A barricade is any object or structure that creates a barrier or obstacle to control, block passage or force the flow of traffic in the desired direction. The very first barricades in the streets of Paris, a feature of the French Revolution and urban rebellions ever since, went up on the Day of the Barricades, 12 May 1588, when an organized rebellion of Parisians forced Henri III from Paris, leaving it in the hands of the Catholic League. Wagons, timbers and hogsheads (barriques) were chained together to impede the movements of Swiss Guards and other forces loyal to the king.
Adopted as a military term, a barricade denotes any improvised field fortification, most notably on the city streets during urban warfare. Barricades featured heavily in the various European revolutions of the late 18th to early 20th centuries; Les Misérables famously describes the building and defending of a barricade during the Parisian insurrection of June 1832. A major aim of Haussmann's renovation of Paris under Napoléon III was to eliminate the potential of citizens to build barricades by widening streets into avenues too wide for barricades to block. Such terms as "go to the barricades" or "standing at the barricades" are used in various languges, especially in rousing songs of various radical movements, as metaphors for starting and participating in a revolution or civil war, even when no physical barricades are used.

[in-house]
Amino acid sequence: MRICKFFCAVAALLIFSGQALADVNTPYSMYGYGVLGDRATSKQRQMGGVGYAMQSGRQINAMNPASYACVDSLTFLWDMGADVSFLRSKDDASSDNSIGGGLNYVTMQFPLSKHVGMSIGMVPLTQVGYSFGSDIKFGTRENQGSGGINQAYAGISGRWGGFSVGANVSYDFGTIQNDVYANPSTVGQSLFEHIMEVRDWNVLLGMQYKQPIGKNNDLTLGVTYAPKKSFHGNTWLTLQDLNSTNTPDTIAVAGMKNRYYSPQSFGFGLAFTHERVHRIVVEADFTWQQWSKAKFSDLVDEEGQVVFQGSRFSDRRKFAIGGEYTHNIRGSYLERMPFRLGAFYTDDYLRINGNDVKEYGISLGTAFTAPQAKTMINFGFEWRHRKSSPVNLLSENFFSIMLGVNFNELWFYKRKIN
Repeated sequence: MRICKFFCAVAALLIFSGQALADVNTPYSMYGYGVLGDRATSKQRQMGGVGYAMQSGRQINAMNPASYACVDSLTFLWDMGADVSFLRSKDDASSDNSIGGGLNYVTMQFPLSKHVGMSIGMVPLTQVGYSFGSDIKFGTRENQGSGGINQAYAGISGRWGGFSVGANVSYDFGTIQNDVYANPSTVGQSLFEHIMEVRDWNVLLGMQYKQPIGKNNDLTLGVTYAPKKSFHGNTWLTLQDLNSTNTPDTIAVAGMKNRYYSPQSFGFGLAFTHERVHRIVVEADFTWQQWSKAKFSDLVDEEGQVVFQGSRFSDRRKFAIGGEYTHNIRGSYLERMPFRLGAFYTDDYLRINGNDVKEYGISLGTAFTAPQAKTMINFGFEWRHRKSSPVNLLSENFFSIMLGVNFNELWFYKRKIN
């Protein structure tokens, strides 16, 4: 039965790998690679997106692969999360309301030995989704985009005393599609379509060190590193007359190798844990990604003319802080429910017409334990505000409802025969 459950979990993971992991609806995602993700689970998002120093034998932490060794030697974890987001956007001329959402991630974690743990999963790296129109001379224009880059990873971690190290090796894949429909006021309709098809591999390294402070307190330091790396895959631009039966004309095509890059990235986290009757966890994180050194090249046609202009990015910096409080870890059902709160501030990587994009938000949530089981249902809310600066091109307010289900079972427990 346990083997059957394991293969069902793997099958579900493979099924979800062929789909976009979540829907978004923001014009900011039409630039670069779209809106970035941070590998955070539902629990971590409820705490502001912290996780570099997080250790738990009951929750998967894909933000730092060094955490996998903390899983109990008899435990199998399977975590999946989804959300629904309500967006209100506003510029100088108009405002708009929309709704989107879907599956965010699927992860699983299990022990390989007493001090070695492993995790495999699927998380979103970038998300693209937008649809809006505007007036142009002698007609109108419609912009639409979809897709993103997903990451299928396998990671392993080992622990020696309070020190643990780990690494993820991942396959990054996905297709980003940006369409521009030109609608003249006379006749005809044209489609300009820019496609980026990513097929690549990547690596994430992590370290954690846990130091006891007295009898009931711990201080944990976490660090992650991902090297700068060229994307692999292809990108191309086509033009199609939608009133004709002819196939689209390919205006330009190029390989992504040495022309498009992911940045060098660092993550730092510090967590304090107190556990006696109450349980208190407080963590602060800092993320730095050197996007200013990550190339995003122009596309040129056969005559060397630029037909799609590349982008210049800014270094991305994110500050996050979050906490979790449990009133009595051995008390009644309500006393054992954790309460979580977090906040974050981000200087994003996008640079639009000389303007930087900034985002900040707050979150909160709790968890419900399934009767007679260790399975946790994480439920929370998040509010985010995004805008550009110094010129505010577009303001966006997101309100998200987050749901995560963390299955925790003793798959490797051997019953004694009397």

Making an early appearance in a Royal Shakespeare Company production, the barricade is used in Les Misérables as a symbol of the whole, through its immense, almost frightening size and ultimately the site of all the highs in Les Misérables.
Barricades also include temporary traffic barricades designed with the goal of dissuading passage into a protected or hazardous area or large slabs of cement whose goal is to actively prevent forcible passage by a vehicle. Stripes on barricades and panel devices slope downward in the direction traffic must travel.
There are also pedestrian barricades - sometimes called bike rack barricades or police barriers. They originated in France approximately 50 years ago and are now produced around the world. They were first produced in the U.S. 40 years ago by Friedrichs Mfg for New Orleans's Mardi Gras parades.